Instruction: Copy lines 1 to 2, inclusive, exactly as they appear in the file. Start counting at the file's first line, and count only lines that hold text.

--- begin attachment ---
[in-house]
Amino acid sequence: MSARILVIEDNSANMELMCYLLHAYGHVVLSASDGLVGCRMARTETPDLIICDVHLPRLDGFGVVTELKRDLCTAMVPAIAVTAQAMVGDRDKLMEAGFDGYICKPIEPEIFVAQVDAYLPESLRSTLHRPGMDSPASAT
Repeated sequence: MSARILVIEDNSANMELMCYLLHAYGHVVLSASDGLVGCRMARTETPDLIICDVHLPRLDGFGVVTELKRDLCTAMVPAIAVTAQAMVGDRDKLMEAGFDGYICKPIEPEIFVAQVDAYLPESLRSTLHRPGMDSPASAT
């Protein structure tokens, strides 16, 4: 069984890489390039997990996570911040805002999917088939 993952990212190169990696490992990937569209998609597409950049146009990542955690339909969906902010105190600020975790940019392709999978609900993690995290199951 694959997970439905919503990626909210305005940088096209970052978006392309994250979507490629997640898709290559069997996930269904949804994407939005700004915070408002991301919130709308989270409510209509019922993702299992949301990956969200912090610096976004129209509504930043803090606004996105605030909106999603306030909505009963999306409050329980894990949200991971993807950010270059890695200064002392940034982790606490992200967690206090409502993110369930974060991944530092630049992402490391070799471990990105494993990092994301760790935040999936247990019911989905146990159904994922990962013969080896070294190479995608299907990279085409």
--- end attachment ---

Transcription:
[in-house]
Amino acid sequence: MSARILVIEDNSANMELMCYLLHAYGHVVLSASDGLVGCRMARTETPDLIICDVHLPRLDGFGVVTELKRDLCTAMVPAIAVTAQAMVGDRDKLMEAGFDGYICKPIEPEIFVAQVDAYLPESLRSTLHRPGMDSPASAT